A good time to use this line: when a friend asks for a hefty loan but probably a bit excessive if it’s to pay for a late night pizza.
“Brevity is the soul of wit.”
A good time to use this line: around someone who likes the sound of their own voice just a tad tooooo much.
“I must be cruel only to be kind”.
A good time to use this line: to your teenage son when you’re trying to drag him out of bed to go to school after a late night out.
“Let me be cruel not unnatural;
I will speak daggers to her, but use none.”
A good time to use this line: the power of the spoken word used in anger can be nearly as damaging as a physical blow, so use with care when you have suffered a betrayal.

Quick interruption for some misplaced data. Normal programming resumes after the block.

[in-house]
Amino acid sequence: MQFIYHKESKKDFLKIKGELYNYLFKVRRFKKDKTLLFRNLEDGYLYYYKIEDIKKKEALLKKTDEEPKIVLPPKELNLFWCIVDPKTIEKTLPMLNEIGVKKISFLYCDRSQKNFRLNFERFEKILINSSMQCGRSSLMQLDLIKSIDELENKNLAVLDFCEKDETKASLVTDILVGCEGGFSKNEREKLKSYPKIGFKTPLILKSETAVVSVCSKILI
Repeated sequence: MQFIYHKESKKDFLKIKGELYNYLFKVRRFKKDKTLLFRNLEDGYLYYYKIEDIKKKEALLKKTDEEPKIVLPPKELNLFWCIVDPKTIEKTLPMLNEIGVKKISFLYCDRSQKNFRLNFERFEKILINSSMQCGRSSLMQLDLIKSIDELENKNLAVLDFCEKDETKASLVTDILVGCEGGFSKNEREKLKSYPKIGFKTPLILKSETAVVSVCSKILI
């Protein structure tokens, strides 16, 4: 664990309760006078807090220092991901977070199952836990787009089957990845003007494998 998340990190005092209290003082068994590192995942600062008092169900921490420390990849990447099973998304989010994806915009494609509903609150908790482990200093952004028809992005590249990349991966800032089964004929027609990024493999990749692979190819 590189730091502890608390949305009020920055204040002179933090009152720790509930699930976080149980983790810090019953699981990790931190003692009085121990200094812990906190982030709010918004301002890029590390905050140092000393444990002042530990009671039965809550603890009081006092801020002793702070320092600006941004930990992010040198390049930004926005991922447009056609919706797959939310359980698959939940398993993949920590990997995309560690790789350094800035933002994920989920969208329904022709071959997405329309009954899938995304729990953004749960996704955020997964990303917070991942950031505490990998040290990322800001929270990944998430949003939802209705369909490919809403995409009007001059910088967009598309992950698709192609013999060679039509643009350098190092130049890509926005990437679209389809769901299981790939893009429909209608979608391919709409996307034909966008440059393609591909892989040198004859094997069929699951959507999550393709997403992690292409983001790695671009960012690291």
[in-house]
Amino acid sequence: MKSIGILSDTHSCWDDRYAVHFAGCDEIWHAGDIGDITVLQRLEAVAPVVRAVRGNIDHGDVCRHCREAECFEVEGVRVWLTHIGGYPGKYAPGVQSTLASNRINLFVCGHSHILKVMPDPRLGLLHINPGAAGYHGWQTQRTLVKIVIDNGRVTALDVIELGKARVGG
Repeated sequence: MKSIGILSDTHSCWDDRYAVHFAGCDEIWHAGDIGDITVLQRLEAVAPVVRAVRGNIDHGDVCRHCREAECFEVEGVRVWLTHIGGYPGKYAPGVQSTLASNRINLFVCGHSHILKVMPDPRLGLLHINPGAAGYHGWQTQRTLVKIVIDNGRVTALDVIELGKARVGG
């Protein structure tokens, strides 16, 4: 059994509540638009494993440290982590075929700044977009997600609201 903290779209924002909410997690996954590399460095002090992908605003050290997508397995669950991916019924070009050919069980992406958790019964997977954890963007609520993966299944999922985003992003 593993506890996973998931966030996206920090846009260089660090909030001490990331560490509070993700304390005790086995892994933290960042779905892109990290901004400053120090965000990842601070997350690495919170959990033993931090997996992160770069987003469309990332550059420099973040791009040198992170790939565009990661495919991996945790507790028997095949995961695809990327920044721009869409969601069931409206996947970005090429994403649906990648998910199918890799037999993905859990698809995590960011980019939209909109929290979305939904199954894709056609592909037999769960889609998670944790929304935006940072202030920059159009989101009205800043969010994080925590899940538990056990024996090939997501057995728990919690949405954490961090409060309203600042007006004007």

“Get thee to a nunnery: why wouldst thou be a breeder of sinners.”
A good time to use this line: on discovering that your girlfriend has been unfaithful.
“To be, or not to be, that is the question:
Whether ’tis nobler in the mind to suffer
The slings and arrows of outrageous fortune,
Or to take arms against a sea of troubles,
And by opposing end them? To die, to sleep –
No more – and by a sleep to say we end
The heartache and the thousand natural shocks
That flesh is heir to: ’tis a consummation
Devoutly to be wished. To die, to sleep:
To sleep, perchance to dream: ay, there’s the rub,
For in that sleep of death what dreams may come
When we have shuffled off this moral coil,”
A good time to use this line: for some serious showing off at a family or social event but delivered in the Andrew Scott style, i.e., without pomposity preferably more conversational as though it’s the most natural thing to pop into your head.
Try it out, you never know a late blooming thespian may emerge from the ether and surprise everyone including yourself. Good luck.